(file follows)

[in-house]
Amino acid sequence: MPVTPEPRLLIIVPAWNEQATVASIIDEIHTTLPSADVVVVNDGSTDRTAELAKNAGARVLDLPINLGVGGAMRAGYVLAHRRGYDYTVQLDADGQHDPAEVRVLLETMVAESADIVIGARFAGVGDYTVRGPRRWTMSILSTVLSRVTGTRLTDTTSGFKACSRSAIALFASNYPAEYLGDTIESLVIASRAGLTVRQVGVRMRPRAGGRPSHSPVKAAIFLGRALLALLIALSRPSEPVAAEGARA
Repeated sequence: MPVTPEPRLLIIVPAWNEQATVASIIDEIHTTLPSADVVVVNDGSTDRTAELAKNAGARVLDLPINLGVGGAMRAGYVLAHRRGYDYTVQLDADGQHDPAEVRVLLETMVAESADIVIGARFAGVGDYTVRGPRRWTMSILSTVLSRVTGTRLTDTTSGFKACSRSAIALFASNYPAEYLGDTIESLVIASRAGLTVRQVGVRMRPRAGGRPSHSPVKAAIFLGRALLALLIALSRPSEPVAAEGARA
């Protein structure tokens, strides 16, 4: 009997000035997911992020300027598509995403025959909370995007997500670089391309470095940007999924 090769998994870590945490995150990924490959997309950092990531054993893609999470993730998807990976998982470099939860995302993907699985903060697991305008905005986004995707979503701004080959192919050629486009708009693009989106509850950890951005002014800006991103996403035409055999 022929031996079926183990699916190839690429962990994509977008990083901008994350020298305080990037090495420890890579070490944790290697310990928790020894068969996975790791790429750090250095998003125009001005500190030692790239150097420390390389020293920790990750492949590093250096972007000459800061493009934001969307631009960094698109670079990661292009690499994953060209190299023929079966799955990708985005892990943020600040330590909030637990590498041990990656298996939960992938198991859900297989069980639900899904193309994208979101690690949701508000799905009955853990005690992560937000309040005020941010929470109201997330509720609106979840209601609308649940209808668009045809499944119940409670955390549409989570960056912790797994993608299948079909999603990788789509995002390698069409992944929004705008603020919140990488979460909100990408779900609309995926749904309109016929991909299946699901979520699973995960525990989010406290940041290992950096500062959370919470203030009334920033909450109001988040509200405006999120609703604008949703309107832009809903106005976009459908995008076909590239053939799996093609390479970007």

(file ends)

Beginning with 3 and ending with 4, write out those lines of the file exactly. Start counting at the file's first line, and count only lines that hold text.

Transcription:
Repeated sequence: MPVTPEPRLLIIVPAWNEQATVASIIDEIHTTLPSADVVVVNDGSTDRTAELAKNAGARVLDLPINLGVGGAMRAGYVLAHRRGYDYTVQLDADGQHDPAEVRVLLETMVAESADIVIGARFAGVGDYTVRGPRRWTMSILSTVLSRVTGTRLTDTTSGFKACSRSAIALFASNYPAEYLGDTIESLVIASRAGLTVRQVGVRMRPRAGGRPSHSPVKAAIFLGRALLALLIALSRPSEPVAAEGARA
């Protein structure tokens, strides 16, 4: 009997000035997911992020300027598509995403025959909370995007997500670089391309470095940007999924 090769998994870590945490995150990924490959997309950092990531054993893609999470993730998807990976998982470099939860995302993907699985903060697991305008905005986004995707979503701004080959192919050629486009708009693009989106509850950890951005002014800006991103996403035409055999 022929031996079926183990699916190839690429962990994509977008990083901008994350020298305080990037090495420890890579070490944790290697310990928790020894068969996975790791790429750090250095998003125009001005500190030692790239150097420390390389020293920790990750492949590093250096972007000459800061493009934001969307631009960094698109670079990661292009690499994953060209190299023929079966799955990708985005892990943020600040330590909030637990590498041990990656298996939960992938198991859900297989069980639900899904193309994208979101690690949701508000799905009955853990005690992560937000309040005020941010929470109201997330509720609106979840209601609308649940209808668009045809499944119940409670955390549409989570960056912790797994993608299948079909999603990788789509995002390698069409992944929004705008603020919140990488979460909100990408779900609309995926749904309109016929991909299946699901979520699973995960525990989010406290940041290992950096500062959370919470203030009334920033909450109001988040509200405006999120609703604008949703309107832009809903106005976009459908995008076909590239053939799996093609390479970007």